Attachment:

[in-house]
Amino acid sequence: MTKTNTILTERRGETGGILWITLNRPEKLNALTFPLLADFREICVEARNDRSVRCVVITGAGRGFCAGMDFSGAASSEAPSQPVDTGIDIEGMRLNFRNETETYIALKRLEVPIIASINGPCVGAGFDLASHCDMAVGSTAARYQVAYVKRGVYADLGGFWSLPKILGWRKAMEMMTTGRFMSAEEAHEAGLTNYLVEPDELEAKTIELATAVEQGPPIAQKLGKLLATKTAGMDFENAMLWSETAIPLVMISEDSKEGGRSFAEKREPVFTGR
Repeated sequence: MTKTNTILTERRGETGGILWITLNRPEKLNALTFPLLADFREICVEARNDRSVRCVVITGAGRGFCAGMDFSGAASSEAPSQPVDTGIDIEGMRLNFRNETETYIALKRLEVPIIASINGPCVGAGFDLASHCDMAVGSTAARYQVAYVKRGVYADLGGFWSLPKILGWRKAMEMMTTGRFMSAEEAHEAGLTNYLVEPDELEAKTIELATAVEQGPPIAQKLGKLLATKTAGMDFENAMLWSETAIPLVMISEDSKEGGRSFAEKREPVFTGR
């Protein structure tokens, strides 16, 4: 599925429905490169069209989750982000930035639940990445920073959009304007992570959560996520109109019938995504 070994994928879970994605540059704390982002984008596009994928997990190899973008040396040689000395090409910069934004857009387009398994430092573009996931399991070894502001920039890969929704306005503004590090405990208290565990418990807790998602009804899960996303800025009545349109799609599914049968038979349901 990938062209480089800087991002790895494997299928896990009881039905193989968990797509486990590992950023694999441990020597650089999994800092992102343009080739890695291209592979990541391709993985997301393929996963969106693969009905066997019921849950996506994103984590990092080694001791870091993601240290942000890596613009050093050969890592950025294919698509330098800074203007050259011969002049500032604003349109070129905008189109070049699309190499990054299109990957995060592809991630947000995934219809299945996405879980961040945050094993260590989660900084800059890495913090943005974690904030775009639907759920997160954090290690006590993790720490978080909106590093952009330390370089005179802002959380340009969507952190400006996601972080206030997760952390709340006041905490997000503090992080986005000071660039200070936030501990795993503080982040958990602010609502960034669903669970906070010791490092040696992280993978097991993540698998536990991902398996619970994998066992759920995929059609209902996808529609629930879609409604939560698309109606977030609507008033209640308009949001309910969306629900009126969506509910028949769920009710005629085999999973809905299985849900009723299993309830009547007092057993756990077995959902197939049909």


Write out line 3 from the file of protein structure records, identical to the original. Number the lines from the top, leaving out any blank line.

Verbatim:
Repeated sequence: MTKTNTILTERRGETGGILWITLNRPEKLNALTFPLLADFREICVEARNDRSVRCVVITGAGRGFCAGMDFSGAASSEAPSQPVDTGIDIEGMRLNFRNETETYIALKRLEVPIIASINGPCVGAGFDLASHCDMAVGSTAARYQVAYVKRGVYADLGGFWSLPKILGWRKAMEMMTTGRFMSAEEAHEAGLTNYLVEPDELEAKTIELATAVEQGPPIAQKLGKLLATKTAGMDFENAMLWSETAIPLVMISEDSKEGGRSFAEKREPVFTGR